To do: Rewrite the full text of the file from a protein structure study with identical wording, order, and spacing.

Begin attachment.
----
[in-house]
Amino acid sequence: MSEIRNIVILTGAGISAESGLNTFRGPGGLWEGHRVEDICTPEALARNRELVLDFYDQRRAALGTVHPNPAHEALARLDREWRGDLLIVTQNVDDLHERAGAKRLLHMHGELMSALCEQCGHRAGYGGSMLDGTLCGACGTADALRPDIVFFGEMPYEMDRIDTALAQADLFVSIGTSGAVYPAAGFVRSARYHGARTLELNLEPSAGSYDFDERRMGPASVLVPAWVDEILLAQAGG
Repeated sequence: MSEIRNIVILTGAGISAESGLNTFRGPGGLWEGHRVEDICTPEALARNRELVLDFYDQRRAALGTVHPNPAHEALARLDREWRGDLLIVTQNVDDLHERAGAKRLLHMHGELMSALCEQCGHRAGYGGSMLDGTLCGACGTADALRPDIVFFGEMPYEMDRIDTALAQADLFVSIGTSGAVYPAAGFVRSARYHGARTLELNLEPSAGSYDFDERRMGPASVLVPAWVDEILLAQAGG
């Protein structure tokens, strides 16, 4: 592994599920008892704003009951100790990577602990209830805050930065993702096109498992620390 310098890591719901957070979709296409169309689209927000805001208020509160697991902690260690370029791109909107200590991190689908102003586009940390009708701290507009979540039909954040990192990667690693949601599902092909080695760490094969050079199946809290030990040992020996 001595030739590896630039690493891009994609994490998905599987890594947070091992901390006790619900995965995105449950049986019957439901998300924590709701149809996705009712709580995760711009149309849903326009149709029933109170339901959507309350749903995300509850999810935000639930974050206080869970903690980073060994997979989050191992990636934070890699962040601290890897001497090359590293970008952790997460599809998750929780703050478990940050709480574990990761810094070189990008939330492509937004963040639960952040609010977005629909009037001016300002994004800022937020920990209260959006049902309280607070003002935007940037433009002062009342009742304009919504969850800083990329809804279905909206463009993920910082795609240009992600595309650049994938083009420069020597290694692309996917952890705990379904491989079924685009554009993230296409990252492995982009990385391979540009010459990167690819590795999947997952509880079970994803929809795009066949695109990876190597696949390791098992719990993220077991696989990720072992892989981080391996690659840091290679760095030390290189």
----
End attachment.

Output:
[in-house]
Amino acid sequence: MSEIRNIVILTGAGISAESGLNTFRGPGGLWEGHRVEDICTPEALARNRELVLDFYDQRRAALGTVHPNPAHEALARLDREWRGDLLIVTQNVDDLHERAGAKRLLHMHGELMSALCEQCGHRAGYGGSMLDGTLCGACGTADALRPDIVFFGEMPYEMDRIDTALAQADLFVSIGTSGAVYPAAGFVRSARYHGARTLELNLEPSAGSYDFDERRMGPASVLVPAWVDEILLAQAGG
Repeated sequence: MSEIRNIVILTGAGISAESGLNTFRGPGGLWEGHRVEDICTPEALARNRELVLDFYDQRRAALGTVHPNPAHEALARLDREWRGDLLIVTQNVDDLHERAGAKRLLHMHGELMSALCEQCGHRAGYGGSMLDGTLCGACGTADALRPDIVFFGEMPYEMDRIDTALAQADLFVSIGTSGAVYPAAGFVRSARYHGARTLELNLEPSAGSYDFDERRMGPASVLVPAWVDEILLAQAGG
């Protein structure tokens, strides 16, 4: 592994599920008892704003009951100790990577602990209830805050930065993702096109498992620390 310098890591719901957070979709296409169309689209927000805001208020509160697991902690260690370029791109909107200590991190689908102003586009940390009708701290507009979540039909954040990192990667690693949601599902092909080695760490094969050079199946809290030990040992020996 001595030739590896630039690493891009994609994490998905599987890594947070091992901390006790619900995965995105449950049986019957439901998300924590709701149809996705009712709580995760711009149309849903326009149709029933109170339901959507309350749903995300509850999810935000639930974050206080869970903690980073060994997979989050191992990636934070890699962040601290890897001497090359590293970008952790997460599809998750929780703050478990940050709480574990990761810094070189990008939330492509937004963040639960952040609010977005629909009037001016300002994004800022937020920990209260959006049902309280607070003002935007940037433009002062009342009742304009919504969850800083990329809804279905909206463009993920910082795609240009992600595309650049994938083009420069020597290694692309996917952890705990379904491989079924685009554009993230296409990252492995982009990385391979540009010459990167690819590795999947997952509880079970994803929809795009066949695109990876190597696949390791098992719990993220077991696989990720072992892989981080391996690659840091290679760095030390290189």